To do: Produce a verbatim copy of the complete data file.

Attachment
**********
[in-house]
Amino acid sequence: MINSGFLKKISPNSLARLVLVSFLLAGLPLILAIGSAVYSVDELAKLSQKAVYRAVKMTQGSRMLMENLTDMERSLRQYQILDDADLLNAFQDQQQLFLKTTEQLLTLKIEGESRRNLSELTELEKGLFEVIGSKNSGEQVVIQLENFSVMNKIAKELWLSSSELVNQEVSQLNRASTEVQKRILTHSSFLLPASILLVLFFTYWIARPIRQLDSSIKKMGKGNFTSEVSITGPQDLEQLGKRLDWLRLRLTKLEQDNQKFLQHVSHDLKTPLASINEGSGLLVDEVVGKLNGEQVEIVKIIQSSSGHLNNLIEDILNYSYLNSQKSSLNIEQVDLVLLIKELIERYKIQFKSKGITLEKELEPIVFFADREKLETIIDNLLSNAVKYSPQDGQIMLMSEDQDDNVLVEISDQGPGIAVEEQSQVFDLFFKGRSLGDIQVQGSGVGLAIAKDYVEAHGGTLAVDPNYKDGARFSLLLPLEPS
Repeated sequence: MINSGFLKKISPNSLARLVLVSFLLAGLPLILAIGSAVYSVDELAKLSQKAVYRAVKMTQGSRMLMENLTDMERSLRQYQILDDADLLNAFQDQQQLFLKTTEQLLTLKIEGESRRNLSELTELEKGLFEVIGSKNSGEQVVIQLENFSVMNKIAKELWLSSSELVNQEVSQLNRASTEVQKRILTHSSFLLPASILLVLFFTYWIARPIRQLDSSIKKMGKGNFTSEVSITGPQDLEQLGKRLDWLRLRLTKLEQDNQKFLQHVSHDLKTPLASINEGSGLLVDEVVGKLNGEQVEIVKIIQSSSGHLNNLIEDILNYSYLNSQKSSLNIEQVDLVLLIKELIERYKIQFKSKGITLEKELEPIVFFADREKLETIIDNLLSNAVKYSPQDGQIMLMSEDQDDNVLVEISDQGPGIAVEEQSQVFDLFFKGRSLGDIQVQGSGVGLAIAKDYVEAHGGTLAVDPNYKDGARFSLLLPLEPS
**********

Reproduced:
[in-house]
Amino acid sequence: MINSGFLKKISPNSLARLVLVSFLLAGLPLILAIGSAVYSVDELAKLSQKAVYRAVKMTQGSRMLMENLTDMERSLRQYQILDDADLLNAFQDQQQLFLKTTEQLLTLKIEGESRRNLSELTELEKGLFEVIGSKNSGEQVVIQLENFSVMNKIAKELWLSSSELVNQEVSQLNRASTEVQKRILTHSSFLLPASILLVLFFTYWIARPIRQLDSSIKKMGKGNFTSEVSITGPQDLEQLGKRLDWLRLRLTKLEQDNQKFLQHVSHDLKTPLASINEGSGLLVDEVVGKLNGEQVEIVKIIQSSSGHLNNLIEDILNYSYLNSQKSSLNIEQVDLVLLIKELIERYKIQFKSKGITLEKELEPIVFFADREKLETIIDNLLSNAVKYSPQDGQIMLMSEDQDDNVLVEISDQGPGIAVEEQSQVFDLFFKGRSLGDIQVQGSGVGLAIAKDYVEAHGGTLAVDPNYKDGARFSLLLPLEPS
Repeated sequence: MINSGFLKKISPNSLARLVLVSFLLAGLPLILAIGSAVYSVDELAKLSQKAVYRAVKMTQGSRMLMENLTDMERSLRQYQILDDADLLNAFQDQQQLFLKTTEQLLTLKIEGESRRNLSELTELEKGLFEVIGSKNSGEQVVIQLENFSVMNKIAKELWLSSSELVNQEVSQLNRASTEVQKRILTHSSFLLPASILLVLFFTYWIARPIRQLDSSIKKMGKGNFTSEVSITGPQDLEQLGKRLDWLRLRLTKLEQDNQKFLQHVSHDLKTPLASINEGSGLLVDEVVGKLNGEQVEIVKIIQSSSGHLNNLIEDILNYSYLNSQKSSLNIEQVDLVLLIKELIERYKIQFKSKGITLEKELEPIVFFADREKLETIIDNLLSNAVKYSPQDGQIMLMSEDQDDNVLVEISDQGPGIAVEEQSQVFDLFFKGRSLGDIQVQGSGVGLAIAKDYVEAHGGTLAVDPNYKDGARFSLLLPLEPS